Every hashtag has its own purpose and it is not a waste of time to investigate how you can optimize it. In the Social Media Team at DG COMM we often have to go on a “hashtag creation journey” where we gather for brainstorming sessions filled with question marks, possible scenarios, predictions and white boards full of suggestions. Nevertheless, at the end of the day there has to be only “one hashtag standing” (or maybe two). By thinking backwards to our most recent brainstorms, I could identify a few main principles we tend to stick to while forging a new hashtag, Namely, these are:
What will the hashtag be used for and who will be your target audience? As advocated in a previous post, audience segmentation can help you understand to who you are communicating to and how your target audience behaves in social media. This should be a two steps process:
Firstly, think about what you want to achieve. Are you looking for buzz, to gather a specific community, get scientific feedback, get your word out, be viral, etc…?
Secondly, think about who you want to target. Are you hoping to involve everyone, a few selected journalists, experts, pundits, etc…?
These questions largely depend on your target audience. If they are part of a small special interest group and are interested in closed conversations, creating a viral, trending tag would not be a priority so much as creating a tag that works well for the group members.
It is not compulsory to be unique but it is better to be original. If the hashtag you have in mind is being used already it will be hard to make it stand out of the crowd. You can make an exception if the hashtag you have in mind has been used scarcely. A number of free tools can help you check on the hashtag’s availability such as Hashtracking, Hashparty, or the simple Twitter search.
Always cover your angles. Before you settle on a hashtag, consider whether there might be any negative fallout. Even if the hashtag has never been used, it could be “owned” in the sense that it is already a common phrase familiar to others and being used in a context unrelated to your digital activity. If your hashtag is unintentionally offensive or inappropriate (also in other languages), it is unlikely to generate the outcome you look for.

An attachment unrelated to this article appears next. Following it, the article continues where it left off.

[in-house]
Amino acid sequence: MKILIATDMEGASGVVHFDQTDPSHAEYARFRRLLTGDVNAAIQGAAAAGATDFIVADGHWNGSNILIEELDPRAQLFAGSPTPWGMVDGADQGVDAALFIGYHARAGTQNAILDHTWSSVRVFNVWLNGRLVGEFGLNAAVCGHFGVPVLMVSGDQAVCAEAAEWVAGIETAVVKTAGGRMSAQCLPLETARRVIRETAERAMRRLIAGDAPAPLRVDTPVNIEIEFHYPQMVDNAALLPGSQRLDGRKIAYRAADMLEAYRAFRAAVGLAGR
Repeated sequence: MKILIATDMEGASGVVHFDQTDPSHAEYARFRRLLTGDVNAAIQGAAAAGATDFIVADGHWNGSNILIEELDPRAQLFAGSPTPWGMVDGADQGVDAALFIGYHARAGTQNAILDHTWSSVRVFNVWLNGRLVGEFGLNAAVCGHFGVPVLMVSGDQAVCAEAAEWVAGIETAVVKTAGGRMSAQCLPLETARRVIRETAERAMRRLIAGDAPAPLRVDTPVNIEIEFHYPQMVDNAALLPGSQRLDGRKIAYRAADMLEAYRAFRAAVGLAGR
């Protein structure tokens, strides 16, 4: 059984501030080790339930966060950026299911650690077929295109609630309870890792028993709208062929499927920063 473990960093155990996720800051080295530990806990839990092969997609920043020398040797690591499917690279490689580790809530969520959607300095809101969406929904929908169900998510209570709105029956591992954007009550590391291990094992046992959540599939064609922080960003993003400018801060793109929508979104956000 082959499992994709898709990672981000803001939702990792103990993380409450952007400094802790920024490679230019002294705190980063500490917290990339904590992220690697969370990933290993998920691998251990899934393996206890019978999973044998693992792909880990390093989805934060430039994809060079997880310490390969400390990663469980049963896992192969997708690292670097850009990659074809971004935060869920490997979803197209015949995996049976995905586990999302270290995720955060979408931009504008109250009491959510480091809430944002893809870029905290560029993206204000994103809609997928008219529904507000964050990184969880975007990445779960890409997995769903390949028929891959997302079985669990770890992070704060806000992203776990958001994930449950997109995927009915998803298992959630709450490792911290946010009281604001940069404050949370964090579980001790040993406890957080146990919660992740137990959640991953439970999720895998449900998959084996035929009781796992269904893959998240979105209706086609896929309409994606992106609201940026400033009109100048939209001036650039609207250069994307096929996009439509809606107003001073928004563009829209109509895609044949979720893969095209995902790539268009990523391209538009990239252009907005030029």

Nothing kills a conversation quicker than running out of space. Don’t choose a long hashtag. There is not an ideal size for a hashtag but think how every character you’re using is one character less than the 140 you have at your disposal. i.e. #thisimyawesomenewhashtag will get you somebody’s attention but will kill the engagement. Less than 9 or 10 characters should do it.
It’s interesting to use initials, acronyms and abbreviations to keep your hashtag short. This works especially when your audience is already familiar with such form of shorthand like our recent #EUDeb8 or occasionally adding in the year like in #EYC2013.
Keep your goals in mind. Your hashtag will be promoted via other channels than your social media platforms. Whether you intend to use it continuously or intermittently it is good to consider how linked to your identity it is. Make sure your hashtags work as reflection of your long and short-term goals. Nevertheless hashtags are a user-generated feature of Twitter. Once you have your “newborn”, be ready to promote it via your traditional channels too and think of it as the “plaque” all users will identify YOU with.